U.S. Rep. Shelley Capito received 72,359 votes in the primary election. West Virginia Secretary of State Natalie Tennant garnered 101,663 votes.
So how does that translate to Capito being the favorite over Tennant to win the U.S. Senate that will be on the ballot in November, an astute reader from Weirton asked me this week.
Capito, R-W.Va., easily won the Republican nomination for the Senate on May 13. Likewise, there never was any doubt Tennant would capture the Democrat nomination.
In large measure because the Democrat Party's leader, President Barack Obama, is heartily disliked by most West Virginians, many observers have labeled it a foregone conclusion that Capito will win the Senate seat. May 13's results make it clear the contest will not be a walkover for Capito. Tennant will be a formidable opponent.
But even her landslide victory in the primary shows hints that Tennant will have an uphill battle.
Look at it this way: Capito captured 87 percent of the Republican primary votes. GOP loyalists who did not vote for her then will do so in November.
Tennant, on the other hand, won 78 percent of the Democrat primary votes. Many of the 28,000 or so people who voted for her two opponents will cast ballots for Capito in November.
Looking at primaries to gauge how general elections will go is a bit like deciding a weather forecast good for apple trees will result in a great orange crop. It isn't necessarily so.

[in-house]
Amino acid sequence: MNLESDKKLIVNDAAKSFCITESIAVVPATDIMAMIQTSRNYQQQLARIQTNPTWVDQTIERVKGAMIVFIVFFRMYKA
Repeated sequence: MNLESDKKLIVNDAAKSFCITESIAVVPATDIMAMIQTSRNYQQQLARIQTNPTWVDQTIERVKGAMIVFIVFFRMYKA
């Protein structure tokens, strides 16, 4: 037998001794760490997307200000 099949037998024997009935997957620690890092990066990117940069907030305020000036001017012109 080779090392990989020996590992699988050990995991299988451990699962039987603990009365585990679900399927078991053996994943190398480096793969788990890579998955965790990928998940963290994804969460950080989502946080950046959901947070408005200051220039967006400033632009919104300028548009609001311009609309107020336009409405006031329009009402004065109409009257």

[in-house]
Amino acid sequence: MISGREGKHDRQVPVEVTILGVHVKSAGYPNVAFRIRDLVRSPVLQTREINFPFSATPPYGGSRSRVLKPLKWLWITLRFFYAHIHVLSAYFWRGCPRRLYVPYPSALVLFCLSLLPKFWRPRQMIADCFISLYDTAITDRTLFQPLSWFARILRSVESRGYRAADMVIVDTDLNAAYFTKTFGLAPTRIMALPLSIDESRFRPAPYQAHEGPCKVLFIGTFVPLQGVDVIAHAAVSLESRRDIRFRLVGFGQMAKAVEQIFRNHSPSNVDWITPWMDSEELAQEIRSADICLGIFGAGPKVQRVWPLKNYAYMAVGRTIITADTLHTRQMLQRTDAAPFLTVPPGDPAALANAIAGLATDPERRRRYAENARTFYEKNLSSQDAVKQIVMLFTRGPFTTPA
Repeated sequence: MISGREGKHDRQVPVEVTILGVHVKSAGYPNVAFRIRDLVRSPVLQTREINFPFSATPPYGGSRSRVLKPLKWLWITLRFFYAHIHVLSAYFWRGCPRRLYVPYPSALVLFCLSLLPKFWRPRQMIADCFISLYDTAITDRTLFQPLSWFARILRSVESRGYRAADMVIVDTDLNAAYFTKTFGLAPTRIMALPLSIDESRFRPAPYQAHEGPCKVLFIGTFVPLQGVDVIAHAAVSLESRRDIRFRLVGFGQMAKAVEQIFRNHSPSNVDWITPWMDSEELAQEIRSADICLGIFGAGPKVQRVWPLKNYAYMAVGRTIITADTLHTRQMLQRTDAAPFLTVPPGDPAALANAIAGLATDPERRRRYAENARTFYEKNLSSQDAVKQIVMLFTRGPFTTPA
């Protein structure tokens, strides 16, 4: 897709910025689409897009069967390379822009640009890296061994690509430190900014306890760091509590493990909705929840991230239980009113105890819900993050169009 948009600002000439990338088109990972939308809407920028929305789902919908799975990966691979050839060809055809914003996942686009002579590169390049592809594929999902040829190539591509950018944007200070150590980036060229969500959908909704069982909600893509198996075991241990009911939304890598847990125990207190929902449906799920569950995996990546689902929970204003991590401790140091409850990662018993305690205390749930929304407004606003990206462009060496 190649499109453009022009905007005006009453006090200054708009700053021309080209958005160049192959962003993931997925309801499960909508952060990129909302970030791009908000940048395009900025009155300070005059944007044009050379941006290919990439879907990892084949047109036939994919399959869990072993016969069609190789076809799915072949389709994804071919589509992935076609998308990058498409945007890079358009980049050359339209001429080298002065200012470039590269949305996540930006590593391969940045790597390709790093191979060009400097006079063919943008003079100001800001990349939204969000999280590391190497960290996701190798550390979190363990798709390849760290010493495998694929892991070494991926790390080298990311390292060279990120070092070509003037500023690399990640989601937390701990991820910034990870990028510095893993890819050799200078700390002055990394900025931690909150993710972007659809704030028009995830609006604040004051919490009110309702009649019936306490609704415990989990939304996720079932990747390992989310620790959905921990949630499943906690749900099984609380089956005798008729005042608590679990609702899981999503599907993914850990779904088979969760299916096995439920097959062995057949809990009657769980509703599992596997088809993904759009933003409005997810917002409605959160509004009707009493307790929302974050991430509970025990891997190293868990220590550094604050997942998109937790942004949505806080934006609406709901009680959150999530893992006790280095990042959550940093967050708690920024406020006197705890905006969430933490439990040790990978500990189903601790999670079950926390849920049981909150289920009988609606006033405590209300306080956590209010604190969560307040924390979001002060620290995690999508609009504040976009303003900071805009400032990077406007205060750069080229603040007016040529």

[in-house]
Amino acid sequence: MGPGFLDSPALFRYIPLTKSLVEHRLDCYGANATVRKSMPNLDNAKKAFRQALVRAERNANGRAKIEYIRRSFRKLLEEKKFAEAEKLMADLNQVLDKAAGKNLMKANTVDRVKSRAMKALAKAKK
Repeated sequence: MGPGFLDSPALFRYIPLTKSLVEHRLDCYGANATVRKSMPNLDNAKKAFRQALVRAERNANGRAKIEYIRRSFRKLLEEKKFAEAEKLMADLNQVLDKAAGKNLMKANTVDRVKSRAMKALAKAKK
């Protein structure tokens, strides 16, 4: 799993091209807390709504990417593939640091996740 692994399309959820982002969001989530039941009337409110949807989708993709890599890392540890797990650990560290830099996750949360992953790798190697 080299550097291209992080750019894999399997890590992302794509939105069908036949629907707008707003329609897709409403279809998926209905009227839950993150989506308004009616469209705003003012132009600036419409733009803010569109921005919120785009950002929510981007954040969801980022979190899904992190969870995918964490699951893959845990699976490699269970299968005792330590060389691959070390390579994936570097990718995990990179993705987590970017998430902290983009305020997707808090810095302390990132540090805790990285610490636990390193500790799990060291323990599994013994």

Voters tend to stay home in droves during primary elections. Just one in five registered voters participated in the primary. If history is a guide, turnout for the general election will be around twice that level.
Interest will be spurred by what to West Virginians will be an incredible amount of spending by both the Capito and Tennant campaigns. Millions of dollars in out-of-state money will flow to both candidates.
Control of the Senate is up for grabs in November, and deep-pockets leaders in both parties will see West Virginia as a critical state.
If voter participation in the past tells us anything, it is that younger voters - more likely to vote Democrat - will be a tiny minority of the whole. Older West Virginians, more likely to support Capito, vote in much greater percentages.
One indication of how reluctant many Democrats are to vote for any Democrat can be seen in results from the 2002 and 2008 primary elections. Sen. Jay Rockefeller, D-W.Va., ran in both of them (he's retiring, opening the way for Capito or Tennant).
During the 2008 primary, Rockefeller got 271,425 votes - more than two and a half times what Tennant managed this week. Yes, that was a presidential election year, so more people turned out.
But look at 2002, also a midterm primary. Rockefeller got 198,327 votes that time - twice as many as Tennant received this week.
Back to spending: Some donors may have written Tennant off already. According to the most recent campaign finance report she filed with the Federal Election Commission, she had raised just $1,746,716 during the reporting period. Capito had raised $4,347,636.
Going forward, the FEC reports show Tennant has just $1,151,464 left to spend - while Capito has $4,317,989. Money talks in election campaigns.
Then there's the wild card - Obama. Tennant has tried hard to distance herself from her party's president. But with more than five months to go before the general election, West Virginians - Democrats and Republicans - will be hearing more and more that makes them angry about the president.
Rightly or wrongly, many will take that out on Tennant.
Then there's the personal factor. Tennant might win if she were facing a second-rate Republican campaigner. Capito is far from that. She'll be our next senator.
Mike Myer is executive editor of The Intelligencer and the Wheeling News-Register. He can be reached via e-mail at firstname.lastname@example.org